Hagerson Forge, Custom Blades from Historic Patterns
            http://www.hagersonforge.com
          • Bill Brown
            Ok, one step at a time is the only way to move forward. I am going to concentrate first on my release. It is very apparent that I am plucking my string like a
            Message 5 of 10 , Feb 13, 2008
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              Ok, one step at a time is the only way to move forward. I am going to
              concentrate first on my release. It is very apparent that I am plucking my
              string like a base guitar. Some of this may be from homemade/cheap shooting
              glove trying to clear the fingertips of the glove. I will look at this and
              practice the "let the hand relax, the string will follow" method I "thought"
              I was doing. I looked at that video several times and never noticed the
              things spoken of until they were pointed out. I see them now. This is
              turning out to be similar to a bow build along, but instead a shooting form
              build along..thanks!



              Domingos



              _____

              From: SCA-Archery@yahoogroups.com [mailto:SCA-Archery@yahoogroups.com] On
              Behalf Of Hobbe
              Sent: Wednesday, February 13, 2008 8:39 AM
              To: SCA-Archery@yahoogroups.com
              Subject: [SCA-Archery] Re: Shooting Form



              --- In SCA-Archery@ <mailto:SCA-Archery%40yahoogroups.com> yahoogroups.com,
              "Bill Brown" <stickbow@...> wrote:
              > Lord Domingos de Leon CQY, LWM
              > Arenal, Meridies

              I can't add anything constructive to what has been said by the others,
              but I do see one thing in your form that bothers me when I see it. I
              also know that I am often guilty of doing the same...

              Pointing your arrow upwards as you draw. There is really no reason to
              do so and if your fingers slip off the string the arrow will likely
              travel farther than you wish.

              Respectfully,
              Hobbe





              [Non-text portions of this message have been removed]
            • John and Carol Atkins
              Many good points here but the one I noticed and it s effect was commented here by Carolus is holding the draw. Carolus and others pointed out your shoulders
              Message 6 of 10 , Feb 13, 2008
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                Many good points here but the one I noticed and it's effect was
                commented here by Carolus is holding the draw. Carolus and others
                pointed out your shoulders seem hunched and your draw/release occurs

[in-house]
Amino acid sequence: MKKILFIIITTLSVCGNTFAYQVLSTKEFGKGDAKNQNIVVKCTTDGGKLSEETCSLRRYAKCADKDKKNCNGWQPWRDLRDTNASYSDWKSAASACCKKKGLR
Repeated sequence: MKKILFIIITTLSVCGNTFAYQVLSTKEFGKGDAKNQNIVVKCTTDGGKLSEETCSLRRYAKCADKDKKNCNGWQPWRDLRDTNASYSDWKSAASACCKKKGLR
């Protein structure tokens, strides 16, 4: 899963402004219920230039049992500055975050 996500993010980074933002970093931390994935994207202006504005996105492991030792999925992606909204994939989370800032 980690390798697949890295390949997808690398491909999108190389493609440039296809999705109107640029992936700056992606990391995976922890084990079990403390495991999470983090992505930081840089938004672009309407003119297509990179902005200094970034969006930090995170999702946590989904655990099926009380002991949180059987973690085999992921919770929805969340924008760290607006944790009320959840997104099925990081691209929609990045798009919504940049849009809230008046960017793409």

rapidly. Good for speed rounds, not so good for untimed rounds. I
                think the problem here lies in your stance. You appear to be using
                what is called an open stance. In this case, very open stance. That
                is, the basic stance has your toes perpendicular to a line from your
                position to the target. In this position your bow arm is referred to
                as being bone on bone on bone. That is, bow hand anchored to arm,
                anchored to shoulder. In this configuration it takes little arm
                strength to hold and maintain a steady aim prior to release. Now
                also, if you are using the basic stance as you reach your anchor
                point, I tell folks "stick your chest out". This forces your body to
                use your back muscles to hold the draw and takes the strain off your
                arm muscles. It also adds an inch or two to your draw and results in
                faster arrow speed. In the video you appear to have your forward
                foot back off the line from position to target. This position is
                very good for snap shooting where you do not hold the draw but also
                requires the draw to be held primarily by your arm muscles.

                I find for myself when I begin to have shooting issues I actually
                move into a closed stance, wherein my backward foot is behind the
                line from postion to target. This forces my body to "twist" into the
                shooting position but into the bone on bone on bone stance. Think
                like a horse bow archer shooting over his shoulder but not that
                exagerated.

                Edward's point of grabbing the next arrow by the nock I find has
                increased my performance in the speed rounds considerably. Another
                trick I use is to hold two extra arrows in my bow hand fingers. More
                specifically I hold one between my little finger and ring finger and
                a second between my middle finger and index finger, with a third
                arrow on the string. After I shoot the first arrow on the string I
                simply grab the nock of the next arrow in my bow hand and lever it
                onto the string. I get off three arrows in fairly rapid sequence.
                The guy I learned this trick from holds three arrows in his bow hand
                with one on the string.

                Good luck in your venture and most interesting way to get critique on
                techinque,

                cog